Richard Thompson

Richard Thompson

When I was 10, I dragged my father out of his hospital bed to take me to the Dallas County Convention Center for a Richard Thompson concert. I had never been to a concert, had no idea what actually went on at concerts, and was, in truth, partly terrified by the idea of attending a concert. (I think I sort of imagined it as a giant orgy, or a rather large buffet.) My father -- a tall and handsome man from whom I get my height and my looks (though we look nothing alike, and I am 2-feet-3) -- had been in the hospital for a couple of days. He was recovering from a stab wound inflicted by my mother, who had been attempting to cut a meat loaf at the dinner table and missed by several feet (she insisted she was referring to the meat loaf when she yelled, "Take that, you bastard!"). But I would not let a stab wound come between me and Richard Thompson. My father was going to take me. He had no choice. If he did not, then I would stab him, and it would not be "accidentally."

In 1978, there was no bigger rock star in the world than Richard Thompson. My bedroom, like those of my friends, was plastered from floor to ceiling with Richard Thompson posters and fan-club glossies and magazine covers. Richard would gaze at me from all directions, keeping vigilant watch over me from every corner. He had just released First Light, which was the fourth album he had recorded with his then-wife Linda Thompson. It had debuted at No. 3 on the Billboard charts, beneath Big Star's Third/Sister Lovers and Elvis Costello's This Year's Model. Since 1974, Richard and Linda had sold 20 million albums; I Want to See the Bright Lights Tonight alone moved 15 million units, which amounted to 37 percent of all albums sold in 1974. America had fallen in love with Richard Thompson (and, to a lesser degree, Linda, with whom Richard would fall out of love when she broke a bottle over his head during a concert). His thin, pale, boyish face had graced the cover of nearly every magazine, from Rolling Stone to Time to Good Housekeeping; his Playboy interview in December 1978 took up the entire publication, which featured only one nudie spread that month -- yup, Richard Thompson, posing with only his guitar and a sly, curious smile. Back then, you couldn't turn on a television without stumbling across Richard, singing "Down Where the Drunkards Roll" with Dinah Shore or sitting in the square to the right of Paul Lynde. In November 1977, he guest-hosted The Tonight Show during the three weeks Johnny Carson was off on a ski trip with his wife and three girlfriends. The adoring crowd, consisting mostly of teenage girls and their kid sisters, screamed so loudly during Thompson's Tonight Show appearances, it was decided guests were irrelevant. No one could hear what they said, so Richard would sit behind the desk and perform Chuck Berry songs and old English folk ditties about fairies and trolls.

I recall the 1978 show at the convention center like it happened yesterday, or at least 19 years ago: Nick Lowe, on the verge of his own superstardom, opened with a set culled from his shipped-gold Pure Pop for Now People. Then, Richard came out by himself, played a handful of songs from the quadruple-platinum Pour Down Like Silver, then performed half an hour's worth of material dating back to his days in the boy-and-girl-band Fairport Convention -- despite his insistence in a Road and Track interview that "it would be best if the public forgot about that band, even though we were once more popular than Krishna." I will never forget the crush of humanity, the thrill of being jammed against so many half-naked girls shouting out marriage proposals and other, more lurid propositions. Even now, people speak of that show as the seminal moment in his career -- the moment when a star became a myth. From that point on, each album sold better than the last: When he and Linda released Shoot Out the Lights in 1982, it debuted at No. 1 and stayed there for an astonishing 37 weeks, a record broken only when the Pixies' 1988 debut Surfer Rosa remained at the top of the charts for an entire year. Thompson once said it was his goal to sell more albums than Paul Westerberg and Sonic Youth and the Jam combined -- a feat almost accomplished when, in 1991, his masterpiece Rumor and Sigh sold 53 million copies within six weeks of release.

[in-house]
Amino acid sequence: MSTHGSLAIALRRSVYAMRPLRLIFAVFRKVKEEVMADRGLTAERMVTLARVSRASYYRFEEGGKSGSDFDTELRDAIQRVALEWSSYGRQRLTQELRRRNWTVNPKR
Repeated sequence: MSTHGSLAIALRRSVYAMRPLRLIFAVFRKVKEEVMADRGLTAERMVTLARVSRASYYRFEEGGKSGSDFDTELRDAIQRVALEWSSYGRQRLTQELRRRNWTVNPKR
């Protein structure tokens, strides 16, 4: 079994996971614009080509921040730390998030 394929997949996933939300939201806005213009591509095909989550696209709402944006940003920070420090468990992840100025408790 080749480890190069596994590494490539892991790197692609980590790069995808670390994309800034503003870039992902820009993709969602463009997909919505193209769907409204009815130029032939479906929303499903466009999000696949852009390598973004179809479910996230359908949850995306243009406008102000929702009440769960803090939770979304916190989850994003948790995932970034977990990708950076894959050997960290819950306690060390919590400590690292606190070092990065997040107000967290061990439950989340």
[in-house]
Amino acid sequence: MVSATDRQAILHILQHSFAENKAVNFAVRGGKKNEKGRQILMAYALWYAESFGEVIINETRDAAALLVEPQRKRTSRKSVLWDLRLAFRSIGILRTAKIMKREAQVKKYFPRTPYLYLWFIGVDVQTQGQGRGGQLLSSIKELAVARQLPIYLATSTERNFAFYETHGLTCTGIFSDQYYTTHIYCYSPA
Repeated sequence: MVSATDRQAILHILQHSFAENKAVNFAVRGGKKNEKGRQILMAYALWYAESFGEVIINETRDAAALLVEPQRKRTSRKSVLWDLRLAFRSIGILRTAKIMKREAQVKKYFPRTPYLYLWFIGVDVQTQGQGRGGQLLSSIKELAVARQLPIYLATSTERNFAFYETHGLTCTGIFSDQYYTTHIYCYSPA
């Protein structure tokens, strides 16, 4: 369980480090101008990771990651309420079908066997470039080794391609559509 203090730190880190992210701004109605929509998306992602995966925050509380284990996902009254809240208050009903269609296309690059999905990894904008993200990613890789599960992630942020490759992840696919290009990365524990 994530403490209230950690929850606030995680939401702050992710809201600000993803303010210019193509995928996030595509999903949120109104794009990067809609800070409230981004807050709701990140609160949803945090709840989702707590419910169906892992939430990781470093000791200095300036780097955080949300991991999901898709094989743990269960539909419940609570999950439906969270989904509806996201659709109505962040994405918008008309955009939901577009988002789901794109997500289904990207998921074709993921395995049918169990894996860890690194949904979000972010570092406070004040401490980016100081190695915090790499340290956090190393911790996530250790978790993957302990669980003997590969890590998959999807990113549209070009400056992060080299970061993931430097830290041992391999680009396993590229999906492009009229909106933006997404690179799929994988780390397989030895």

Still, even now, the release of a Richard Thompson album is treated like An Event: When Capitol Records issued Mock Tudor (the long-awaited "autobiographical" album) last year, the label flew in 500 journalists from across the world to meet with Thompson at his castle in Newport. As a result, he garnered a Newsweek and Redbook cover the same week, something that had not happened since Lou Reed released Songs for Drella in 1992. Though he had threatened to retire in 1992 (around the time of the release of the Sweet Talker soundtrack, which made some wonder whether he hadn't already called it quits), Thompson finds it impossible to leave the stage: His fan base will not allow it, bootlegging even his most marginal outtakes to the tune of $45 million a year (his infamous lawsuit against several Taiwanese "labels" all but redefined copyright law in 1979). But that's why he now plays the smaller venues -- to remain on stage but out of the withering limelight. After all these years, that's the way Richard likes it.

Robert Wilonsky

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Robert Wilonsky
Contact: Robert Wilonsky